otherinteractors, # Dictionary specifying additional interacting parameters (E.g. {'Interactor1':'Interactor2','Interactor1':'Interactor3'}). Order of interactors does not matter. Defaults to {}.
regression_method, # Can be either 'protein' (default) to fit separate models for each protein, or 'dataset' to fit a single model for entire dataset.
normalisation_method, # Can be either 'median' (default) to normalise by median subtraction following log transformation, or 'none' to perform no normalisation.
pepmin, # Scalar specifying minimum number of peptides to fit a model for a protein. Proteins with fewer than pepmin peptides will be ignored. Defaults to 3.
ProteinGrouping, # If ProteinGrouping is set to True, will treat all proteins with the same gene name as a single entity using all available peptides, otherwise each one will be calculated separately.
peptide_BHFDR, # Scalar FDR cutoff employed to filter peptides before analysis. Defaults to 0.2.
nDB, # Scalar denoting number of databases used. Only modify this value if using earlier versions of Progenesis (<3.0). Defaults to 1.
incSubject, # Bool denoting whether or not to include subject/run terms in model to be fit. Defaults to False.
subQuantadd, # List of strings denoting which parameters to add to the 'Treatment' values to give subject-level quantification. Defaults to [''].
ContGroup, # Bool denoting whether treatment variable specified in experimental_peptides headers is treated as a single continuous variable rather than multiple levels of a categorical variable. Defaults to False.
)

* If `form = 'progenesis'` than `experimental_peptides` is simply the peptide (ion)-level output from Progenesis QI, both `experimental_peptides` and `normalisation_peptides` must be formatted the same. If `form = 'maxquant'` than `experimental_peptides` is a list containing the MaxQuant modificationSpecificPeptides.txt first and any [PTM]Sites.txt (E.g. `['modificationSpecificPeptides.txt','Oxidation (M)Sites.txt','Acetylation (K)Sites.txt']`) and `normalisation_peptides` takes the format of modificationSpecificPeptides.txt.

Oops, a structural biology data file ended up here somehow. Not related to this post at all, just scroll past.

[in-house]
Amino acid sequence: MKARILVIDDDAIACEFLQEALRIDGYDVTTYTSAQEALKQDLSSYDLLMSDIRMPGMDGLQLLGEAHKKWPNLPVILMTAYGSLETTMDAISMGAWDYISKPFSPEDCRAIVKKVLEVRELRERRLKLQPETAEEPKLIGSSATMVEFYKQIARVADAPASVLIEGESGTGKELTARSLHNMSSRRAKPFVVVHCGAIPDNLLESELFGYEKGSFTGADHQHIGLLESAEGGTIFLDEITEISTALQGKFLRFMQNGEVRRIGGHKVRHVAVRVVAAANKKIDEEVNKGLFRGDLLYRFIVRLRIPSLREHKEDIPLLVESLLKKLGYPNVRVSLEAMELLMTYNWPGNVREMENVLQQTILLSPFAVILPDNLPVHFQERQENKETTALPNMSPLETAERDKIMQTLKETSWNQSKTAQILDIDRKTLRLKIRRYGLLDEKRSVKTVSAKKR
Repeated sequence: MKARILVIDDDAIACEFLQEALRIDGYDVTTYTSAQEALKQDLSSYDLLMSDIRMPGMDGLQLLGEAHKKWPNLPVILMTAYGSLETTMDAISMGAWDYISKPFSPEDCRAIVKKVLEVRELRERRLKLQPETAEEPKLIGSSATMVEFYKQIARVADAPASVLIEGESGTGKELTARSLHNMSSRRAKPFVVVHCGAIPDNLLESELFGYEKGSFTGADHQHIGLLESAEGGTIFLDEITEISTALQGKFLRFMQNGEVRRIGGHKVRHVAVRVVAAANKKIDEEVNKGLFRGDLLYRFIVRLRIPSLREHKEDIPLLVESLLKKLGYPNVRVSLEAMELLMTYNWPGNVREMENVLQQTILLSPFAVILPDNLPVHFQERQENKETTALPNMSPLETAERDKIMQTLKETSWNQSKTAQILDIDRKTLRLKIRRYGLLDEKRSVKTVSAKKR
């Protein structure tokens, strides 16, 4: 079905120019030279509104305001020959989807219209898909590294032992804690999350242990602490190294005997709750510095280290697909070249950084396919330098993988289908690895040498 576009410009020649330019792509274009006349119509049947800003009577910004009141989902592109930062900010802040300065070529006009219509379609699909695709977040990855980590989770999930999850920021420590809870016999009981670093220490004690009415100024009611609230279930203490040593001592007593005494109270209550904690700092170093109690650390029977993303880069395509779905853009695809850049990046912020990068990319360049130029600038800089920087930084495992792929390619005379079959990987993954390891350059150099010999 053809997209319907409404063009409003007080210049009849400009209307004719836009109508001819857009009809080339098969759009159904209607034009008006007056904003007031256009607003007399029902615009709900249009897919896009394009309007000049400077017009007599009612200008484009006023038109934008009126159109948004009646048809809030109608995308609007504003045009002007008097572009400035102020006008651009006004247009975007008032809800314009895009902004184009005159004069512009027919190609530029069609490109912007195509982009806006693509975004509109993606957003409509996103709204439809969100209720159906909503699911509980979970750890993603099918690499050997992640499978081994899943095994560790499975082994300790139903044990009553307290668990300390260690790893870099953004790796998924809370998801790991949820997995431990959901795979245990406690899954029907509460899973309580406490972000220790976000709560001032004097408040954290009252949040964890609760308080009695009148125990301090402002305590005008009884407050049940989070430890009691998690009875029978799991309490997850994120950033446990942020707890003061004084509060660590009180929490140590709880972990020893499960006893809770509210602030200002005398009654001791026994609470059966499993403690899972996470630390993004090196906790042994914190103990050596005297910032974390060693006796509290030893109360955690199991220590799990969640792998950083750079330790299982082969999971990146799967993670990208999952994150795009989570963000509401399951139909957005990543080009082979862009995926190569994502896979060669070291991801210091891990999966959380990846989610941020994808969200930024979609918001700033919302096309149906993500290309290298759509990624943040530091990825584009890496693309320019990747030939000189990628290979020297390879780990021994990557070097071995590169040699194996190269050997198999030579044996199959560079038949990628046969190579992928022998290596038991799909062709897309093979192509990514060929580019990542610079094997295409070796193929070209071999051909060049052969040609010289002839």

#### 2.1 Customised models
By default BENPPy fits the following regularised model for each protein:

`log_2(MS1 Intensity) = T + P + T*P + e`

Where `T` and `P` are treatment and peptide effects recpectively and `T*P` represents the interaction between them, with `e` representing the error term.

If `'dataset'` is specified for the `regression_method` arguement, the following model is fit for the entire dataset:

`log_2(MS1 Intensity) = R + T + P T*R + T*P + e`

Where `R` is the protein effect and `T*R` is the interaction between treatment and protein.

These basic models can be extended by the user as desired by the `othermains_bysample` and `othermains_bypeptide` parameters. These are specified as strings containing the names of .csv files which contain columns of categorical identifiers with headers in the first row. Examples of how to specify othermains_bysample and othermains_bypeptide can be found in the examples folder (testsamplemains.csv and testpeptidemains.csv, respectively). Additional interaction effects can be specified by a dictionary in the `otherinteractors` parameter.

BENPPy will perform both protein-, PTM- (if PTMs are in your dataset) and pathway-level quantification, exporting the respective results as .csv files as each step finishes.

### 3. Inspect results:

After `doAnalysis` finishes there will be several new properties added to the instance created in step 1 (and exported as .csv files to the folder specified by `output_name`).

`new_instance`

### 4. Quality-control plots:
[Soon]

### 5. Contrasts and significance testing